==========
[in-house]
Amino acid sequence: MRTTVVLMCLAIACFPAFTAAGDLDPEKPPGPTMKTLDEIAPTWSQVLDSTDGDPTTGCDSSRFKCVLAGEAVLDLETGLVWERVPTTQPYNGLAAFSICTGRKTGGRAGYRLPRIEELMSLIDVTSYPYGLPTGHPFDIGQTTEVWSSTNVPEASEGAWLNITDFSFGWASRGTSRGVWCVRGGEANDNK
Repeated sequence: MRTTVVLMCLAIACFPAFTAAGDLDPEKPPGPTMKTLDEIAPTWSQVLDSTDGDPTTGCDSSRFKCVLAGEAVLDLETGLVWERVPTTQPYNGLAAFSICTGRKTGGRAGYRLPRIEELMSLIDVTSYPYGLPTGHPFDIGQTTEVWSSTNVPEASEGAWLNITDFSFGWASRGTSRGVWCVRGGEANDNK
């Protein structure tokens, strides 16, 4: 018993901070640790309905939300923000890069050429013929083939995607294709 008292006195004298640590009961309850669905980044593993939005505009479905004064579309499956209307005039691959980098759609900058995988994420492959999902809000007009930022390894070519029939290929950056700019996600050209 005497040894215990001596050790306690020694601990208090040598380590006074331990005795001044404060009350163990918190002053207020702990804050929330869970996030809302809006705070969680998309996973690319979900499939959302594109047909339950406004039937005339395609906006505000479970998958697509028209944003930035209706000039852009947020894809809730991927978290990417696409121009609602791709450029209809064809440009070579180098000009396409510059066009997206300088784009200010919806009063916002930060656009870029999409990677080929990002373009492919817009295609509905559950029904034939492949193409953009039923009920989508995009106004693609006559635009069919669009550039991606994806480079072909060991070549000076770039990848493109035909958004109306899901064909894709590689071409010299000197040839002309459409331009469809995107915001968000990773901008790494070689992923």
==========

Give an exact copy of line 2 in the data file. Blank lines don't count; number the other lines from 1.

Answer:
Amino acid sequence: MRTTVVLMCLAIACFPAFTAAGDLDPEKPPGPTMKTLDEIAPTWSQVLDSTDGDPTTGCDSSRFKCVLAGEAVLDLETGLVWERVPTTQPYNGLAAFSICTGRKTGGRAGYRLPRIEELMSLIDVTSYPYGLPTGHPFDIGQTTEVWSSTNVPEASEGAWLNITDFSFGWASRGTSRGVWCVRGGEANDNK